I sure like to think I am! I assumed Rachel's fifth grade teacher was, for sure, but today for the first time I had to wonder. Wait. Did I just insult Rachel's teacher?
Let me explain. In North Carolina students are required to take an End of Grade (EOG) test in order to be promoted to the next grade. A minimum score of 3 (out of a possible 4) on the test is required for promotion. The school tries not to make the whole test thing stressful, but there's a lot at stake and everyone knows it. In a genuine effort to get the kids excited for the test and challenge them to do their best, the teacher made a bet with the kids: If they all passed all of the tests he would dye his (dark brown!) hair blond.
The testing week came and went and lo and behold, every single kid passed.
I volunteered to come into the classroom and help him with his dye job. After all, I've been covering my gray hair since I was 23! I am like the queen of hair color.
Turns out a couple things could, hypothetically, go wrong...
Time management was the first problem. It takes a lot longer to turn yourself into a blond than it does to cover gray. I figured it would need to sit for 45 minutes... After 70 minutes we still had a very brassy-blond-look working. As a result, I needed to take the kids to technology and then take them to recess. I got them to technology without incident. Getting them to recess is where the problems started.
When I arrived at technology the kids were expecting their newly blond teacher, and it nearly started a riot when they got me instead. I settled the situation and we were half-way outside when one of the kids asked for a soccer ball. When I said I didn't have one with me, he quickly offered to run upstairs to the classroom and get one. HA! I did not just fall off the turnip truck, kids. Sensing a ploy to get upstairs and check on the teacher I sent them outside and went to fetch the ball myself.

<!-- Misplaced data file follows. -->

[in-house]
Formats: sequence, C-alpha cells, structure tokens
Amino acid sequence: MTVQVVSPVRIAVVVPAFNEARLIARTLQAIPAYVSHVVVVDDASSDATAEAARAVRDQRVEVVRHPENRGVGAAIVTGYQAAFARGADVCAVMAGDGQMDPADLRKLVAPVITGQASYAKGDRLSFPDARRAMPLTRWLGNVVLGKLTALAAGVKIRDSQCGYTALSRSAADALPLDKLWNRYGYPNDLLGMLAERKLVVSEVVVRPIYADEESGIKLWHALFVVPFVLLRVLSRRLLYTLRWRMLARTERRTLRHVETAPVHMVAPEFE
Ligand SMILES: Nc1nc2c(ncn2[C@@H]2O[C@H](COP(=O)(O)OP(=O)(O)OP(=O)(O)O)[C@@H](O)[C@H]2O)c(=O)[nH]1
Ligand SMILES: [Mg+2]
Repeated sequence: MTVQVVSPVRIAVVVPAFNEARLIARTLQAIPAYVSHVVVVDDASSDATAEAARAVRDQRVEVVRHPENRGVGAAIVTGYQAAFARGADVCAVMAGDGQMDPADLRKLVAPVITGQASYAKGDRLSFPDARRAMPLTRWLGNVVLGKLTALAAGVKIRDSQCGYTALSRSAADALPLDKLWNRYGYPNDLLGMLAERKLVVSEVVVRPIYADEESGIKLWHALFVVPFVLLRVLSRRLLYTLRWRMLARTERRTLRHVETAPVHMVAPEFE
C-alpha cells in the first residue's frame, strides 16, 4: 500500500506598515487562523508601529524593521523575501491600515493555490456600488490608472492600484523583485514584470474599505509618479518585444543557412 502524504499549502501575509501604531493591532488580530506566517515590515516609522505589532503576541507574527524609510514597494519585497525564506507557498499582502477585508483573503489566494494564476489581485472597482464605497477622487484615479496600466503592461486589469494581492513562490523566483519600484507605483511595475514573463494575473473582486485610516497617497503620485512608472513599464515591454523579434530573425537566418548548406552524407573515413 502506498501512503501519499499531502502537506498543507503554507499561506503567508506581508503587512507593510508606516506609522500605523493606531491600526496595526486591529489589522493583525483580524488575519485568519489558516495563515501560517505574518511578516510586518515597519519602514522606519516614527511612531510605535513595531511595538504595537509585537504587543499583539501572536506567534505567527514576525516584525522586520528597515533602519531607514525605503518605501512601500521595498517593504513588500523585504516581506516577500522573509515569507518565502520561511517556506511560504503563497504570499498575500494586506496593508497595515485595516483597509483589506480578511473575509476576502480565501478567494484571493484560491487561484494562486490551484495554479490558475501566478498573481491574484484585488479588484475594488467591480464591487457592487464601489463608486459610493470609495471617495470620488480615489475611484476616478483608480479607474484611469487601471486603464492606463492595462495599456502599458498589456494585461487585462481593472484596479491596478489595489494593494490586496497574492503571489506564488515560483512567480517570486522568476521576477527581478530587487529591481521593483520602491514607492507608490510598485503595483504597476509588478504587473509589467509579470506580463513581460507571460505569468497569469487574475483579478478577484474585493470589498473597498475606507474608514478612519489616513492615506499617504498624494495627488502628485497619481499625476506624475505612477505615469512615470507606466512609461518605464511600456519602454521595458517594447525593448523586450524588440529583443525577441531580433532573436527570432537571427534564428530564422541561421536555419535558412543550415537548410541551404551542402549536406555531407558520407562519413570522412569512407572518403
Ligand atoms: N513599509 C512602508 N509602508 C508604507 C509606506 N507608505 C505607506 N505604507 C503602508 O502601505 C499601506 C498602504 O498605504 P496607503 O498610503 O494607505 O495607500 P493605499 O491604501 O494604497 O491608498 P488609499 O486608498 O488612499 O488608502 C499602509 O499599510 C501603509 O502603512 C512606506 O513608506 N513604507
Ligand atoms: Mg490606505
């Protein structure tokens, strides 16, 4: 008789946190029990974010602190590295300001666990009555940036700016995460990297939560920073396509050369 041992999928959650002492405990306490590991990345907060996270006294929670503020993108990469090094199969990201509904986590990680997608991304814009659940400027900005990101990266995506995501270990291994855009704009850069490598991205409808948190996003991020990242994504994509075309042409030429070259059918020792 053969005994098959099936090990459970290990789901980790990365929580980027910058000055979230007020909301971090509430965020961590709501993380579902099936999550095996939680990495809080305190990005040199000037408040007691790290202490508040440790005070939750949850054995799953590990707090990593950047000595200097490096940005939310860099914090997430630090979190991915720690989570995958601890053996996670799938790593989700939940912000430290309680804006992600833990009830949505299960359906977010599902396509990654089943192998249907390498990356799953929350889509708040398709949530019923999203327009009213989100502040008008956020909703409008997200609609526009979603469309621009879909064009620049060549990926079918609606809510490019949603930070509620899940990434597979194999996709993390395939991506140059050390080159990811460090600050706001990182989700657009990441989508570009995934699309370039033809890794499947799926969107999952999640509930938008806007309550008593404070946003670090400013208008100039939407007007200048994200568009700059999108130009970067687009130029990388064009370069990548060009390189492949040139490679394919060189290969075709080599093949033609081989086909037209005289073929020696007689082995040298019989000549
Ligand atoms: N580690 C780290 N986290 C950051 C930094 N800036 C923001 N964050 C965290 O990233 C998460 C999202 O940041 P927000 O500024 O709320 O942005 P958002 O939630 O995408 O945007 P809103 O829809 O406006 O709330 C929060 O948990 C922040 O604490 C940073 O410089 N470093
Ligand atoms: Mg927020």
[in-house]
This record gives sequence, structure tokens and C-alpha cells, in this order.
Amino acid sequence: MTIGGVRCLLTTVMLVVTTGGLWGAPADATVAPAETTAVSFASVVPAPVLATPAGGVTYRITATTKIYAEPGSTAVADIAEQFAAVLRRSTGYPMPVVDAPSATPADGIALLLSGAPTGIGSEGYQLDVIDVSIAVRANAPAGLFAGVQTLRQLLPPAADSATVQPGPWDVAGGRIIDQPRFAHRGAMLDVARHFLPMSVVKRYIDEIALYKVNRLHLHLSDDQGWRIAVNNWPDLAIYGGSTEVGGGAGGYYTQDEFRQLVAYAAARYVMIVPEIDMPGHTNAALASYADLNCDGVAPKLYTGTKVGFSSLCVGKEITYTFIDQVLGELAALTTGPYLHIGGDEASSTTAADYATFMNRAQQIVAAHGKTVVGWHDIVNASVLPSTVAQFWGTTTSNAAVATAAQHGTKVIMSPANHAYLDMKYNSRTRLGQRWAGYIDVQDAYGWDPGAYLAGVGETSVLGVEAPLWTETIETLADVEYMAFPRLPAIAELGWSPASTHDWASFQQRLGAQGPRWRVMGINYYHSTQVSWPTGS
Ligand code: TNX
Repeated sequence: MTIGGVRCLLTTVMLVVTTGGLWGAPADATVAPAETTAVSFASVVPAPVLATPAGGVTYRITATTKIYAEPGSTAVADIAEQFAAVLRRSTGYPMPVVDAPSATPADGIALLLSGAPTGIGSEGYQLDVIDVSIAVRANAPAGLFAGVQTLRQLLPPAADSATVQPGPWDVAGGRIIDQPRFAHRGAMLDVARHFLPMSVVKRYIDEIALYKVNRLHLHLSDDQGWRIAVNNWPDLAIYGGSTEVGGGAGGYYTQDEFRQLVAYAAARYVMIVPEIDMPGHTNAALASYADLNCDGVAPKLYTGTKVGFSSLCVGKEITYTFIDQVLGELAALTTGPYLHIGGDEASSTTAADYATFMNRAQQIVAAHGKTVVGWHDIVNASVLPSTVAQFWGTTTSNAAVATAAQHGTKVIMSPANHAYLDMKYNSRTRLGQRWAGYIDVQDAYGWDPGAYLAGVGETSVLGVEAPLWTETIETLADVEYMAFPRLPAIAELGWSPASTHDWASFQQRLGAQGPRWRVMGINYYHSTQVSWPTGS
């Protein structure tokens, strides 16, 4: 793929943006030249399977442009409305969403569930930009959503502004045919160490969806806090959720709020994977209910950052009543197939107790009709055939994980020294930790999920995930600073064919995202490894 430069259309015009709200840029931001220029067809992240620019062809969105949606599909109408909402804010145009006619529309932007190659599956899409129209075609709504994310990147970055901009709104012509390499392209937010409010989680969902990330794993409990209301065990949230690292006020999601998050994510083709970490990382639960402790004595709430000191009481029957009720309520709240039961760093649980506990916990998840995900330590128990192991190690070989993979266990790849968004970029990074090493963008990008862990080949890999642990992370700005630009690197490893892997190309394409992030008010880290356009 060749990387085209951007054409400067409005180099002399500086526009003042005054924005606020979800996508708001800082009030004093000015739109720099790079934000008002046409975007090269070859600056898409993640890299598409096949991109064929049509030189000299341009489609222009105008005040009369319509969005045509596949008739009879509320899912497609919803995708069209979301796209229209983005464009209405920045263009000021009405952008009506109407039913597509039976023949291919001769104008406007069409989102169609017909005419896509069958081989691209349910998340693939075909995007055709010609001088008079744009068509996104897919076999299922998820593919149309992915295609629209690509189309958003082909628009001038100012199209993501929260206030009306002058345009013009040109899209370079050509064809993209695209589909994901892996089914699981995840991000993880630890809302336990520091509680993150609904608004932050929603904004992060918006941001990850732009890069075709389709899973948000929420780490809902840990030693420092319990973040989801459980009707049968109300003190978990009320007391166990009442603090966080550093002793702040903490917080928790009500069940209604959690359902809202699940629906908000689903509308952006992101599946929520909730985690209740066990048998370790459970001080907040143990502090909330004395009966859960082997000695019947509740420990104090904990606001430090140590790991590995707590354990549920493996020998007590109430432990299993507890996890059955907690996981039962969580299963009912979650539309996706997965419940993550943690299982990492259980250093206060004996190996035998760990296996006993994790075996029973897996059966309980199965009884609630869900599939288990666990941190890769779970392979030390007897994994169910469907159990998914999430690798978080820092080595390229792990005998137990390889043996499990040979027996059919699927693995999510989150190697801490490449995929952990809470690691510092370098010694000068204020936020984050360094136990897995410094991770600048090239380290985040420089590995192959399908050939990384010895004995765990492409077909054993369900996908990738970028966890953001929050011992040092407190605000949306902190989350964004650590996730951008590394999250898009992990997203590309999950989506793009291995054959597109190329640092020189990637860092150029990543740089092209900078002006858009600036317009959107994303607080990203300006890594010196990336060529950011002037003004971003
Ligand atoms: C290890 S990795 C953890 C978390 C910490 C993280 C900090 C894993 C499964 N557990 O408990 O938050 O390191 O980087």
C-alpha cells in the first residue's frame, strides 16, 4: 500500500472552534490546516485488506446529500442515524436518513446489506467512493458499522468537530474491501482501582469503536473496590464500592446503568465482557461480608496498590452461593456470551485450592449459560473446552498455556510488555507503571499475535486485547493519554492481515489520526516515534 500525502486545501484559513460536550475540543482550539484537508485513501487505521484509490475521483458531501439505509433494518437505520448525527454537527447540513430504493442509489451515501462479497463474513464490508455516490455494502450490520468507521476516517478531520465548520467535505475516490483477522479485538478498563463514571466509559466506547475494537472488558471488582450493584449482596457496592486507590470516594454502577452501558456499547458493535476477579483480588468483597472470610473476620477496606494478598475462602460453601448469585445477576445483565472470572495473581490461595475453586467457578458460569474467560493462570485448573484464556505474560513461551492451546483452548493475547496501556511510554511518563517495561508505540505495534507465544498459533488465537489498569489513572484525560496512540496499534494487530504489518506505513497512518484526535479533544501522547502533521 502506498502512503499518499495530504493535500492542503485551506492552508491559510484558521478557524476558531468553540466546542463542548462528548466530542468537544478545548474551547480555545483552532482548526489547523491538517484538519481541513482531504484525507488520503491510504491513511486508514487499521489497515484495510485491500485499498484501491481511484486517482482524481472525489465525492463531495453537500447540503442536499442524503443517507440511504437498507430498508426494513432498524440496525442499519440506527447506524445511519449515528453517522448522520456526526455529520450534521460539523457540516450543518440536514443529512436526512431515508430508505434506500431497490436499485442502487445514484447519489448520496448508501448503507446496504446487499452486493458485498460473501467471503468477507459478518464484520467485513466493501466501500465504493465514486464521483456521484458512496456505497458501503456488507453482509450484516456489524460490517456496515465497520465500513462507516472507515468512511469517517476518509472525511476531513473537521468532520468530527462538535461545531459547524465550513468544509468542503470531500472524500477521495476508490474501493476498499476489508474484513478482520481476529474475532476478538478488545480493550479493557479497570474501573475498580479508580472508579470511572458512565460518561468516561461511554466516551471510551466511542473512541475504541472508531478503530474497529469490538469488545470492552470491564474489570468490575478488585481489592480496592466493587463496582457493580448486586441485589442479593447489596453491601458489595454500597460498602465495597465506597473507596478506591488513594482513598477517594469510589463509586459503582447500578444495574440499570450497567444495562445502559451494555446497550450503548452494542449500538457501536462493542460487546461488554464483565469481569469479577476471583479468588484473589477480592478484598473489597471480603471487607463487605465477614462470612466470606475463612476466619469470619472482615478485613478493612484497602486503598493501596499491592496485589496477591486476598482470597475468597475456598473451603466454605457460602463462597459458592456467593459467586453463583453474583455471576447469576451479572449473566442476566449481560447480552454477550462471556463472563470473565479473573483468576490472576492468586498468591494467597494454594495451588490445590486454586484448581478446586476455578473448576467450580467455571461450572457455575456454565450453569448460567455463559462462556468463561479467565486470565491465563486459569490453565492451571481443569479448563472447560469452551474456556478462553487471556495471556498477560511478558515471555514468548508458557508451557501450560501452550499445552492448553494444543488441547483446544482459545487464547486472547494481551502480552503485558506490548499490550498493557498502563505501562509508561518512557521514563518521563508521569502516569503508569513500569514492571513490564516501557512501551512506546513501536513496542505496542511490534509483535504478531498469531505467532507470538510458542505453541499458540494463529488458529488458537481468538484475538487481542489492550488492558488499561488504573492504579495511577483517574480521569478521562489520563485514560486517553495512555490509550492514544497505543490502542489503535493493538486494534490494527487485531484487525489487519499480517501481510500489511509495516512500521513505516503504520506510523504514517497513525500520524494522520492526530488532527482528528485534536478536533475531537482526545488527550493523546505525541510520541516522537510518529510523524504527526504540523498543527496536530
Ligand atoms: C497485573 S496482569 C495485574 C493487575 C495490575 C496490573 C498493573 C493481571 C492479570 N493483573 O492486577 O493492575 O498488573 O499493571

You have to get up pretty early in the morning to outfox KathyB!
I hustled up to the classroom and asked the teacher for a ball. I was vindicated when he told me there were no balls in the classroom. I grinned in victory knowing that I had thwarted their sneaky plan. Except when I got back down to the playground I discovered that the child who had asked for the ball had subsequently taken another student's shoe (the acquisition of said shoe is a different story completely) and thrown it up onto the roof.
Seriously. Who does this stuff?!
The other adult on the playground told him to go and find his teacher. Ack. Iwould not have seen that one coming from a mile. I intercepted him again before he could get into the building and told him to have a seat outside. I watched to make sure he listened this time.
I wasn't congratulating myself on outsmarting the kids any longer. Someone definitely was bamboozled here. I'm pretty sure it wasn't the kids. Fortunately, the teacher arrived on the scene and saved me from further bad decision making. What did he do after arriving on the scene? He proceeded to play soccer with the kids. In 97 degree heat.
In two hours those monkeys had me running all over the school thinking I was in control. He, on the other hand, successfully led a class full of kids to success , maintained control (clearly that's harder than it looks) and had a blast with the kids along the way. Is he smarter than a fifth grader?
In my book he's brilliant.
And to the teachers who may read this post? Thank you.